Beijing warned that it would ban any organization of the United States that participated in the Taiwan arms deal to do business in China. Past week, China influenced the United States to cancel the sale of $2.2 billion of arms to sale and accused Washington that it is interfering in domestic affairs of China.
The Pentagon previously informed the United States Congress that it is planning to make a big arms sale to Taiwan when it highlighted the deal to deliver anti-aircraft missiles, tanks, and other related equipment.
Spokesman of the foreign ministry of China, Geng Shuang told the journalists that any business ties with the firms of US that involved in the arms sale would break if the deal goes successful. Senior Jane’s analyst by HIS Markit, Jon Grevatt said that while Washington might consider the threat of China but there is a legal mandate for the United States to assist the defense capability of Taiwan and it would remain a priority.
He added, in the recent past, China threatened potential approvals against the companies of the US, whereas it failed to take any action. Grevatt also said that after giving these types of threats, China perceived to look for a conciliatory gesture from the United States else additional disrupting bilateral trade.
What Deal will cover?
The expected deal might include 250 Stinger missiles and 108 M1A2T Abrams tanks. Moreover, the sale might also consist of mounted machine guns with their ammunition. Though Geng declined to specify the names of any United States firms, commonly, General Dynamics and Honeywell are the leading names behind the deal of tanks whereas Raytheon is the builder of Stinger missiles.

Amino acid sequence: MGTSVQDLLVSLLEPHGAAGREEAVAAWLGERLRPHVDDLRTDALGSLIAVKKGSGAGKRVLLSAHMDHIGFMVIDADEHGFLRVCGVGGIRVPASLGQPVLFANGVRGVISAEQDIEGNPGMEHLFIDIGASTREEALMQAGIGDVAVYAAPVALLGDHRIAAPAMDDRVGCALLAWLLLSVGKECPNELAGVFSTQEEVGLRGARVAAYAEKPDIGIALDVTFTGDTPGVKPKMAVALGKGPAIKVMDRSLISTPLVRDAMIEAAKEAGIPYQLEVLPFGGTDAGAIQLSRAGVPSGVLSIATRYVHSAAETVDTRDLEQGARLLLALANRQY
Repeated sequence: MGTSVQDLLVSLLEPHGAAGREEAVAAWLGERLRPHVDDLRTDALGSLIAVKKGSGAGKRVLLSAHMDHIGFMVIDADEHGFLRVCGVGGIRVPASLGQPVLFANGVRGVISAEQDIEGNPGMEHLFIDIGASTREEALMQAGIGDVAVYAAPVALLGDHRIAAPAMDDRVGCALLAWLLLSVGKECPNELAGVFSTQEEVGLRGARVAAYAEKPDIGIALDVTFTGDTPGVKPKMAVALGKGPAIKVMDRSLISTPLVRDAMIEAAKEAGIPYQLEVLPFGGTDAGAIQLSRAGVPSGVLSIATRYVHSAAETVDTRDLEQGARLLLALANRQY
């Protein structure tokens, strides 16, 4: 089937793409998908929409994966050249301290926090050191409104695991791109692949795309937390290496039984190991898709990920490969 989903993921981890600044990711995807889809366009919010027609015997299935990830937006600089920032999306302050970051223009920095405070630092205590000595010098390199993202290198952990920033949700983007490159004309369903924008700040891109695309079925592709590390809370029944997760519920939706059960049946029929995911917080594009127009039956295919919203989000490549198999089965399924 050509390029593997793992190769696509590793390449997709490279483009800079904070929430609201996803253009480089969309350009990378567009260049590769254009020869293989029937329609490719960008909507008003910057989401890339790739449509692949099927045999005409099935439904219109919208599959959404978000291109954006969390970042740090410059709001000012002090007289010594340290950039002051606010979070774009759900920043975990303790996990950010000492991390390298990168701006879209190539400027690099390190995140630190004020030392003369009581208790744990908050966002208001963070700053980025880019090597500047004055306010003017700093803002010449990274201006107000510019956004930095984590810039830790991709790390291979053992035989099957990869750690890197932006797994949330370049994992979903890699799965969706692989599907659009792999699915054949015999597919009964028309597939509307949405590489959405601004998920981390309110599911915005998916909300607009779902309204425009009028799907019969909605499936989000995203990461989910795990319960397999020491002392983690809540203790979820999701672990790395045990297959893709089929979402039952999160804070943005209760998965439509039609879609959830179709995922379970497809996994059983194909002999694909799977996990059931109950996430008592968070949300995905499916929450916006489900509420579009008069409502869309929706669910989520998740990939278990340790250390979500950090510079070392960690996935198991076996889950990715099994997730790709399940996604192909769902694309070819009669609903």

In particular, Honeywell has a rapidly increasing presence with China. Grevatt of HIS Markit said that any type of ban might have a feasible impact on firms involved in sales of non-military items to China, for example, in the sectors of aerospace and auto.
The United States and Taiwan
During recent past days, Taiwan’s National Security Council’s deputy secretary-general, Tsai Ming-yen visited New York. The government website of the island stated that during his visit to NY, he met many lawmakers of the United States. He also called House speaker of the United States, Nancy Pelosi on the phone and do some discussions about the US-Taiwan relations and security issues of the region.
Officially, Taiwan recognized as the Republic of China; however, mainland China to its west identified as the People’s Republic of China. The policy of Beijing clearly stated that China would not make diplomatic relations with any state that officially accepts the island as a sovereign state.
Whereas, the US officially followed the one-China policy and negated to recognize Taiwan as a separate state. Furthermore, in 1982, the US gives out the Six Assurances, the six foreign policy principles aimed to assure Taiwan that it would continue to give support to the island even in the nonappearance of official diplomatic relations.